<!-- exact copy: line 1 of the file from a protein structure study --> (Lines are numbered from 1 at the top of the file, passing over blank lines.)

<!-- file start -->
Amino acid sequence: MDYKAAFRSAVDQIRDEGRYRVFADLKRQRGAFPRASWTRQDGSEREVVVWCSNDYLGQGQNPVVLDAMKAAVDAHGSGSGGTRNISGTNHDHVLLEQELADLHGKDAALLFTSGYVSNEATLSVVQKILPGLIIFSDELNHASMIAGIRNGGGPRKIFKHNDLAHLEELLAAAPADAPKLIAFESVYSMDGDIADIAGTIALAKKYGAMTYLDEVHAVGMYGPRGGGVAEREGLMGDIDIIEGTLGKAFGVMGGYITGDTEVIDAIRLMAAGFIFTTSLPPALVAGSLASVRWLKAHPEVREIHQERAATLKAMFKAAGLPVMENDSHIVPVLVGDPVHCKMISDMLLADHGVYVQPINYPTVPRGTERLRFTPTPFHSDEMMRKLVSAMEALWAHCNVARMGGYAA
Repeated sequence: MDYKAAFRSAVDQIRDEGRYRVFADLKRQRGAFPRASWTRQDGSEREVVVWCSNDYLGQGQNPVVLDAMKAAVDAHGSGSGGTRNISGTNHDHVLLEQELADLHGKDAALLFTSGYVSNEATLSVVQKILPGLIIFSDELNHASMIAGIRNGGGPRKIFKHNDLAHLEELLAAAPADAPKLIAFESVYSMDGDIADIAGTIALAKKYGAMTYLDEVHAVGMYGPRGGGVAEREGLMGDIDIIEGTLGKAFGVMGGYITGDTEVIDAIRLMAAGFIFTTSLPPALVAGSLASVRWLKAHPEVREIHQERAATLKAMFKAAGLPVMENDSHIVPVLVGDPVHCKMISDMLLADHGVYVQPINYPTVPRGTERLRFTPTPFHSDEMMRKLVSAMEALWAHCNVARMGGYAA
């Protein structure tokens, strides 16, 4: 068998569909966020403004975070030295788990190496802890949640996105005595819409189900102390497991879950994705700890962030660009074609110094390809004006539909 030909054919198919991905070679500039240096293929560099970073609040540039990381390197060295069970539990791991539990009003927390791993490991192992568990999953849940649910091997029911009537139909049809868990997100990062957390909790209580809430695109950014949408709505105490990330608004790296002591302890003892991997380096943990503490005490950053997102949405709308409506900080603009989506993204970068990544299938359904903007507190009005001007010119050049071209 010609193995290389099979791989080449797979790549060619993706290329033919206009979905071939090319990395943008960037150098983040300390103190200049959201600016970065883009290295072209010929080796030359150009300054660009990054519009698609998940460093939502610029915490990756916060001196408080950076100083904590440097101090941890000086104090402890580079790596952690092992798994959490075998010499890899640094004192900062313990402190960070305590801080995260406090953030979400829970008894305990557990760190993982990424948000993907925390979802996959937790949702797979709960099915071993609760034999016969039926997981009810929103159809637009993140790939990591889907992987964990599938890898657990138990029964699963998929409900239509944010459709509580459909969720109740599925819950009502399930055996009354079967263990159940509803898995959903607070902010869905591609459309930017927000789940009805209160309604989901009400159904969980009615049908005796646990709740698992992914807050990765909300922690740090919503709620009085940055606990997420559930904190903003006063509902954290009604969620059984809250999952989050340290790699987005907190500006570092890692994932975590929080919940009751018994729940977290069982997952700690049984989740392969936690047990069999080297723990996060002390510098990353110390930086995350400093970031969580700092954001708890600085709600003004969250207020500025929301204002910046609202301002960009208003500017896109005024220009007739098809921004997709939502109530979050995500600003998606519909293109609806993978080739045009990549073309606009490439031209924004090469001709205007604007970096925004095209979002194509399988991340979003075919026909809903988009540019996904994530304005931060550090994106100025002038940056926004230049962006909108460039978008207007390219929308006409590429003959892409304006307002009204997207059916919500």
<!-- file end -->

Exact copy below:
Amino acid sequence: MDYKAAFRSAVDQIRDEGRYRVFADLKRQRGAFPRASWTRQDGSEREVVVWCSNDYLGQGQNPVVLDAMKAAVDAHGSGSGGTRNISGTNHDHVLLEQELADLHGKDAALLFTSGYVSNEATLSVVQKILPGLIIFSDELNHASMIAGIRNGGGPRKIFKHNDLAHLEELLAAAPADAPKLIAFESVYSMDGDIADIAGTIALAKKYGAMTYLDEVHAVGMYGPRGGGVAEREGLMGDIDIIEGTLGKAFGVMGGYITGDTEVIDAIRLMAAGFIFTTSLPPALVAGSLASVRWLKAHPEVREIHQERAATLKAMFKAAGLPVMENDSHIVPVLVGDPVHCKMISDMLLADHGVYVQPINYPTVPRGTERLRFTPTPFHSDEMMRKLVSAMEALWAHCNVARMGGYAA